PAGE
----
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Another voice has entered the online discussion about Bible Criticism and orthodox Judaism. Professor Jacob L. Wright is an orthodox Jew who has studied, taught, and written extensively on Bible Criticism.

He made waves Pesach time when he published a provocative article on the Huffington Post where he talked about “The Myth of Moses.” In his article he explained that his view of the Bible is that it is a composite work with each layer added for a specific reason. In the Moses story, there was a need to justify the existence of an Egyptian prince named Moses who saved the Israelites and establish him as a bona fide Israelite. So the Bible tells the story of a boy who was cast off by his mother into the Nile. This story has very obscure references as the names of the major players in the story are not mentioned. Later, the story was viewed as salacious so new details were added as a prologue to the story.


If it weren’t the Bible and I weren’t orthodox, this would be a great theory to explain anomalies in the text. But it is the Bible and I am orthodox so it hardly sits well with me when the Bible is explained away as myth.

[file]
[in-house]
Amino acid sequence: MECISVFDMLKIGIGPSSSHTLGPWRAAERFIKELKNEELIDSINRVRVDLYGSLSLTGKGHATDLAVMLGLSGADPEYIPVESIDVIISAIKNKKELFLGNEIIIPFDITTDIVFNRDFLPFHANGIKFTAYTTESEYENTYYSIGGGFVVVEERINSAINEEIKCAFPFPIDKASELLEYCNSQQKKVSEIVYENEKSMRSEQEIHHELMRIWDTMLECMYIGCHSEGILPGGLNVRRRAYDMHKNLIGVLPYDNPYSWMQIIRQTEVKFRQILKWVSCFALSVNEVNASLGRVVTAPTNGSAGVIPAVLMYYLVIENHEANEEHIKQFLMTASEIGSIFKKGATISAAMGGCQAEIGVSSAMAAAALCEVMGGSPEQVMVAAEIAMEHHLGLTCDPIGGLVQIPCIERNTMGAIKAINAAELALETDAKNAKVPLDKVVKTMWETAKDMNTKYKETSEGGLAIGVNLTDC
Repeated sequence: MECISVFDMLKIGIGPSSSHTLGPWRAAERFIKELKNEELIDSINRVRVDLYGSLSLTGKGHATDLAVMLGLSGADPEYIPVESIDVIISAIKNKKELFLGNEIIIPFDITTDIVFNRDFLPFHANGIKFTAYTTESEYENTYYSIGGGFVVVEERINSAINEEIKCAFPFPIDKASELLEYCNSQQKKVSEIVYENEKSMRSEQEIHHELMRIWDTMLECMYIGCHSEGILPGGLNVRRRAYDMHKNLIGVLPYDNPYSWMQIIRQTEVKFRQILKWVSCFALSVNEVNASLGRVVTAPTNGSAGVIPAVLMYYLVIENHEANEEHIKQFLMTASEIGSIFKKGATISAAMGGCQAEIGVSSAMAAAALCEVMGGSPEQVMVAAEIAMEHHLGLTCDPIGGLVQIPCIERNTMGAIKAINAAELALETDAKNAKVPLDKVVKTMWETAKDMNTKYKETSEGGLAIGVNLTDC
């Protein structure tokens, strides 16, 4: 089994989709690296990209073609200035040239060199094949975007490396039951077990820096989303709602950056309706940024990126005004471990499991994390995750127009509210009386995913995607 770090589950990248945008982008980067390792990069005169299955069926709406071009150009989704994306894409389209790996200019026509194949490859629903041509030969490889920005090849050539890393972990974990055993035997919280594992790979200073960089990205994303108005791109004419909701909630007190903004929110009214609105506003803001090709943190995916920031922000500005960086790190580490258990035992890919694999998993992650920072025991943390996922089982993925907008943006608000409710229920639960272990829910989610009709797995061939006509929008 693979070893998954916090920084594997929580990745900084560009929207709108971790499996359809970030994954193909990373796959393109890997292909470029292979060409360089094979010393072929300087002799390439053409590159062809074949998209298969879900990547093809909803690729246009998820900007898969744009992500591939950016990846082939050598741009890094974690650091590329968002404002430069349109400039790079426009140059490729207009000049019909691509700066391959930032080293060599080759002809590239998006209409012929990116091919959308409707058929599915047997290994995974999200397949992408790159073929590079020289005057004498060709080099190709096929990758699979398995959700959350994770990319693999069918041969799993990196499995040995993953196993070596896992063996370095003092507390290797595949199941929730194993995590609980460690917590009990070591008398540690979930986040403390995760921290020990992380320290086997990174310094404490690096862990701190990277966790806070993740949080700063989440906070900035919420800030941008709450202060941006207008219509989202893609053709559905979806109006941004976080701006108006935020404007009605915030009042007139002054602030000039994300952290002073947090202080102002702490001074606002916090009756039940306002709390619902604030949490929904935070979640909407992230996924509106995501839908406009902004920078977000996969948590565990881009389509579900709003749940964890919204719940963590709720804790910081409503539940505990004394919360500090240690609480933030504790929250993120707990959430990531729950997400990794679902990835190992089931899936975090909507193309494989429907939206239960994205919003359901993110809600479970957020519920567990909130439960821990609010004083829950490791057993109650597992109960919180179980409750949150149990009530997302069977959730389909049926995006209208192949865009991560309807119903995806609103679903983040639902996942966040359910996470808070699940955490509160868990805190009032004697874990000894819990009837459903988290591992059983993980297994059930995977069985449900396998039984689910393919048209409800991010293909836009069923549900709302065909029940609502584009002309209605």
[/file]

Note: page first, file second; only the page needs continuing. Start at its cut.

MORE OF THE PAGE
Professor Wright was interview by Professor Alan Brill on his Kavvanah website. The interview is worth your time and consideration if you don’t mind reading what is widely considered to be absolute kefira.

The first important thing in the interview is the introduction where Brill outlines the current status of Biblical Criticism. It’s required reading so I copy it in full here:

As background, the problems of the Bible go back to the tenth and eleventh century Islamic critiques of the Bible by Ibn Hazm and others. Second, modern figures such as Spinoza and Jean Astruc sought to understand the Bible as a human book using the same tools that we use to understand Greek and Roman books. And in the 19th century, Wellhausen popularized a theory that the Pentateuch had four authors. But the important part of his theory was that the ritual and priestly material was a priestly Pharisaic digression from the original pure faith of the prophets necessitating Christianity for a restoration. Hence, Solomon Schechter called it higher anti-Semitism, David Zvi Hoffman showed that Leviticus is not in contradiction to the rest of the story, Kaufman showed that the prophets assumed the priestly material, and Cassuto showed based on Sumerian and Akkadian sources that the divisions fail.